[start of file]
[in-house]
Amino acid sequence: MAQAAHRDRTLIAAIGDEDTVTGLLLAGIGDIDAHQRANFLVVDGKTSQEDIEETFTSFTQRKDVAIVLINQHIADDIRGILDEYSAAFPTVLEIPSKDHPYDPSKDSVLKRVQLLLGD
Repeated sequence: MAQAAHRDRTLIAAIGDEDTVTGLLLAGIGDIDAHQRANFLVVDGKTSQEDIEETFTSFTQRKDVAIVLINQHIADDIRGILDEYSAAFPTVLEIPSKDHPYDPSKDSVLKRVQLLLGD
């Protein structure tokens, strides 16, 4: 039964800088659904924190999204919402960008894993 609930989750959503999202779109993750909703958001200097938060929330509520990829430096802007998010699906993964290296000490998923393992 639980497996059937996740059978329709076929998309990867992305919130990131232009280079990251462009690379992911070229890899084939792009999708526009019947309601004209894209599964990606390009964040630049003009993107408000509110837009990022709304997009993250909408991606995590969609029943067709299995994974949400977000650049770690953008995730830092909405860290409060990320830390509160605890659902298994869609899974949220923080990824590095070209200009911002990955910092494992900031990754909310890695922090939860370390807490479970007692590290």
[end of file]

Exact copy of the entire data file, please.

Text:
[in-house]
Amino acid sequence: MAQAAHRDRTLIAAIGDEDTVTGLLLAGIGDIDAHQRANFLVVDGKTSQEDIEETFTSFTQRKDVAIVLINQHIADDIRGILDEYSAAFPTVLEIPSKDHPYDPSKDSVLKRVQLLLGD
Repeated sequence: MAQAAHRDRTLIAAIGDEDTVTGLLLAGIGDIDAHQRANFLVVDGKTSQEDIEETFTSFTQRKDVAIVLINQHIADDIRGILDEYSAAFPTVLEIPSKDHPYDPSKDSVLKRVQLLLGD
């Protein structure tokens, strides 16, 4: 039964800088659904924190999204919402960008894993 609930989750959503999202779109993750909703958001200097938060929330509520990829430096802007998010699906993964290296000490998923393992 639980497996059937996740059978329709076929998309990867992305919130990131232009280079990251462009690379992911070229890899084939792009999708526009019947309601004209894209599964990606390009964040630049003009993107408000509110837009990022709304997009993250909408991606995590969609029943067709299995994974949400977000650049770690953008995730830092909405860290409060990320830390509160605890659902298994869609899974949220923080990824590095070209200009911002990955910092494992900031990754909310890695922090939860370390807490479970007692590290």